Over the past several weeks, my colleague and I had been working hard organizing and preparing for a ‘Job Networking Event’ which was held on the Koforidua Polytechnic Campus. While the event was unlike anything we had taken part in before, we figured it would be a relatively straightforward task, as we had quite a bit of assistance from other volunteers and YCI staff.
The event, held in an auditorium on the KPOLY campus, was aimed to give students a chance to network with several employers who operate locally, including Nestle Ghana, COCOBOD, and several insurance companies and banks. Each employer spoke on a topic related to job seeking after graduation and what students should be doing to prepare for life after graduation. Afterwards students were given the chance to ask the employers questions and had a chance to network with the employers.
To prepare for the job fair, we needed to do some research on the current state of unemployment. This proved to be a lot more difficult than we had anticipated and we ran into many glitches throughout this process. Firstly, it was EXTREMELY difficult to find reliable information regarding the unemployment situation in Ghana on the Internet. While some websites showed unemployment statistics being as high as 40%, other websites stated rates being as low as 5%. We then thought maybe we could find a government census in which this information would be clearly shown by going to the department and asking to view the census directly so that we could gather the information. Well, unlike in Canada, where this sort of information is free for anyone’s use, this isn’t the case in Ghana. We asked several of our colleagues where we could find this information, or where the organization where we could obtain a copy of the census was located and nobody seemed to know. Some even said that even if we did find out where we could find the census, they wouldn’t show it to us because it wasn’t for public knowledge. Lesson learned: don’t expect things to be as simple and easy as they are at home.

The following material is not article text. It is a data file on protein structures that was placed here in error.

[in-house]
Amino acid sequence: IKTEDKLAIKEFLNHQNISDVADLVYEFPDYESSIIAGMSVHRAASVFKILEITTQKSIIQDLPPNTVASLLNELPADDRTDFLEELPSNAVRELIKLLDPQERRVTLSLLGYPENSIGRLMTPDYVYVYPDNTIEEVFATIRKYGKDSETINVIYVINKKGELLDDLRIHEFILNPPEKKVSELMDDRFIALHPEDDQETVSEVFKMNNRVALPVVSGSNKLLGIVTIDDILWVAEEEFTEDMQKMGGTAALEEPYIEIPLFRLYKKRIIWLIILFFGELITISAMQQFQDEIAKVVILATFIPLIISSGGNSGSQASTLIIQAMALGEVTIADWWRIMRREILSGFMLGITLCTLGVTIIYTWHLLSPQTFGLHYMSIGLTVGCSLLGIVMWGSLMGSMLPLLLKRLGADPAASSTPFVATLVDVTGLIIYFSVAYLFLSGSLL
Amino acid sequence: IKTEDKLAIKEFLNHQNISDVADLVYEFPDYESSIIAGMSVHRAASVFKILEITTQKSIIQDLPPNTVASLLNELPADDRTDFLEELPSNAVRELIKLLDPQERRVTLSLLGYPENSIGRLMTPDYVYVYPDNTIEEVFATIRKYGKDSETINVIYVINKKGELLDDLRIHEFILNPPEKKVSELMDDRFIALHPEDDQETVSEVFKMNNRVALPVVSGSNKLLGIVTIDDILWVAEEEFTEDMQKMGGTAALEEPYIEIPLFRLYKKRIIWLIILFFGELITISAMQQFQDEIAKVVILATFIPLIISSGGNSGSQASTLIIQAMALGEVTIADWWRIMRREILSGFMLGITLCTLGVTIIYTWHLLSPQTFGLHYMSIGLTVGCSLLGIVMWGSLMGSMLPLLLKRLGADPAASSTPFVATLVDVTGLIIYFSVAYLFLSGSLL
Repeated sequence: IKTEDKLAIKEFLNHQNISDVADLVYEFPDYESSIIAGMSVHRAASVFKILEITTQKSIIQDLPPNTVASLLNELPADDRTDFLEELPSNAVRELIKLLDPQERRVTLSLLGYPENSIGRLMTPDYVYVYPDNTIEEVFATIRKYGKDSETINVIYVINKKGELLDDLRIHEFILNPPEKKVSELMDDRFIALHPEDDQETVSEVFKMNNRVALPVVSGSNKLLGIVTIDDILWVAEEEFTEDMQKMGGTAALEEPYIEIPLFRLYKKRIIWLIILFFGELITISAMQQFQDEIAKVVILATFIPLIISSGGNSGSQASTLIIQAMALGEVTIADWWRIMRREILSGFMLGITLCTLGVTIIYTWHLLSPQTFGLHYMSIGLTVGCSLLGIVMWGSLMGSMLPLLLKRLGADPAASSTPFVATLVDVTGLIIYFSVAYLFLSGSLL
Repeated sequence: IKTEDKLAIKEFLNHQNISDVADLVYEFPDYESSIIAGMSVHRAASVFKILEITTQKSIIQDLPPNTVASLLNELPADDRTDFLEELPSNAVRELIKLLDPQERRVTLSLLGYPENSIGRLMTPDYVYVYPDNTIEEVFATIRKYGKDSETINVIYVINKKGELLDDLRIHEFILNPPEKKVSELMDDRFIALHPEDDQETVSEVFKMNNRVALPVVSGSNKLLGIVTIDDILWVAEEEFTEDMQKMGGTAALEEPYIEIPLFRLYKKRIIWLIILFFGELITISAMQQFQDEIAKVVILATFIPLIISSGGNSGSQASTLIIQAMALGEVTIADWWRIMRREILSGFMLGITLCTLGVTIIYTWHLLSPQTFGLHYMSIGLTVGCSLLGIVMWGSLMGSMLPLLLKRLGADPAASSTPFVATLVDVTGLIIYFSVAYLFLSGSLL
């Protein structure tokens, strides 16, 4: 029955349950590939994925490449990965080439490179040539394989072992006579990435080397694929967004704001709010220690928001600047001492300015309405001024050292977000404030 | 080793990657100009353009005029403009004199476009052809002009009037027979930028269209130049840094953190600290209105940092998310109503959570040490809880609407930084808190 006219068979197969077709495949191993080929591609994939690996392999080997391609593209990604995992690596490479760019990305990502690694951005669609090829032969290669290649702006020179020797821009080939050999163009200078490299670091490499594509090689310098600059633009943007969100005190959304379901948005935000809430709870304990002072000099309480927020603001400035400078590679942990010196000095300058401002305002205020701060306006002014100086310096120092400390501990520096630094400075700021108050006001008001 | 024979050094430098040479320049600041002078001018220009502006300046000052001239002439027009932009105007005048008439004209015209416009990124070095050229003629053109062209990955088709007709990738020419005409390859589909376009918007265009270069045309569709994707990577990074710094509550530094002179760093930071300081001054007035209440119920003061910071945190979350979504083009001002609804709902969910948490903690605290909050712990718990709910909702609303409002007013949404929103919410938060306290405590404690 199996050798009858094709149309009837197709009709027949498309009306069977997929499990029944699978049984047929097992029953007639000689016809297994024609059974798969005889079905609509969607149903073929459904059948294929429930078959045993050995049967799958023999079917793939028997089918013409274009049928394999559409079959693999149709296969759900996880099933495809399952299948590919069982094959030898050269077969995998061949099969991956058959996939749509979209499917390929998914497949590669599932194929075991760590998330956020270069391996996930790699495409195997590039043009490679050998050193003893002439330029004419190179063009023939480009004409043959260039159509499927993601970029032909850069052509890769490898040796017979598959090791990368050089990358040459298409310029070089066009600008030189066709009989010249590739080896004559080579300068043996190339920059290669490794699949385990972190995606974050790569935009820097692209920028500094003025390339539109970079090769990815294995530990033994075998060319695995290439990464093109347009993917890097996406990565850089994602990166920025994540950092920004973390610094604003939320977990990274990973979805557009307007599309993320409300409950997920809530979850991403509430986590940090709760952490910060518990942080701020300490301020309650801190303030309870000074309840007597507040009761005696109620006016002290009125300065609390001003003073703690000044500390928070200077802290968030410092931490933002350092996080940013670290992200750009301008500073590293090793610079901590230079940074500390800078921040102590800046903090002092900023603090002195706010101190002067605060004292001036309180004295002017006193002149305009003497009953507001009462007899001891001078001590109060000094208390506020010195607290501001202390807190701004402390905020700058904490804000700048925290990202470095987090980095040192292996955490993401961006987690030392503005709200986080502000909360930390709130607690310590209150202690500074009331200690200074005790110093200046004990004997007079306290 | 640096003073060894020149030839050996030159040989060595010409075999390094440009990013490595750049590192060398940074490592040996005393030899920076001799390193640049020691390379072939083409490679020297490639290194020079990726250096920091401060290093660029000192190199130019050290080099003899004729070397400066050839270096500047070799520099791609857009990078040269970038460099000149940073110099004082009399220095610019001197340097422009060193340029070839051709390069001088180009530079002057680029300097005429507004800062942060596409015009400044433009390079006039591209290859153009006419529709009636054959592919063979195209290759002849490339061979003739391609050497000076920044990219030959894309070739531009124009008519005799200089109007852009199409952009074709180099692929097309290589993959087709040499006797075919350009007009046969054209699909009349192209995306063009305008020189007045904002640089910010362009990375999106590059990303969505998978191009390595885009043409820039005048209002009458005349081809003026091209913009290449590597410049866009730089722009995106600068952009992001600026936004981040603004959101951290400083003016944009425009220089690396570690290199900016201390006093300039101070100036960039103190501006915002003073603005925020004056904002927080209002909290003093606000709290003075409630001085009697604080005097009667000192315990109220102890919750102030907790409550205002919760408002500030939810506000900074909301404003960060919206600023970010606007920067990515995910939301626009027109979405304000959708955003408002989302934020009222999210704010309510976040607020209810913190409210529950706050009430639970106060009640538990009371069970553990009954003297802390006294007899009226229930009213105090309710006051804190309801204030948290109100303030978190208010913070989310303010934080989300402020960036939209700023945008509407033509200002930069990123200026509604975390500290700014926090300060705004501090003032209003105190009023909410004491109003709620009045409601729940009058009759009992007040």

So without any information on the current state of the situation in Ghana, we went ahead with the unemployment survey that we had planned to distribute to students on two of Koforidua’s post-secondary campus’ not knowing what the expect. We had planned to distribute the survey, which consisted of about 20 questions to students on both All Nations University, as well as Koforidua Polytechnic Campus on two separate days.
The first day, we arrived at All Nations University with a set of survey questions prepared to ask students willing to participate. We had help from several of the YMCA mentors so we thought distributing the survey would be relatively simple. Our project coordinator had met with the Vice President of Student Affairs the week before so we were all set to go. When we arrived on campus we went to the registrars office just as a courtesy to tell them we had arrived and would begin distributing the surveys, only to find that nobody had any idea what we were talking about, or even who we were. After waiting for around 45 minutes in the registrars office while they tried to get in contact with the Vice President of Student Affairs who knew about our survey, they told us just to go ahead with the survey and led us upstairs. Little did we know, rather than approaching students around campus at random and asking them to participate, we would be interrupting the weekly chapel meeting and being led on stage to give a presentation (which we had not prepared for.) We were led on stage and asked to introduce ourselves and give an explanation of what we were doing in front of about 100 students. We then distributed the surveys and thought it would take them about five minutes to complete them then we would be able to leave. This wasn’t the case. They asked us to go through the survey on stage with a microphone so all the students could hear, question by question, explaining what each was asking. This part alone took about fifteen minutes. Then, just when we thought we had finished, the students decided they wanted to have a question and answer period, which also lasted about fifteen minutes, after which they asked us all to introduce ourselves, stating our occupation, schooling, age and marital status. Needless to say, feeling slightly blindsided, we were happy when the ordeal was over. Lesson learned: expect the unexpected.
The survey on the KPOLY campus went quite significantly smoother, with no Q&A on the volunteers dating lives.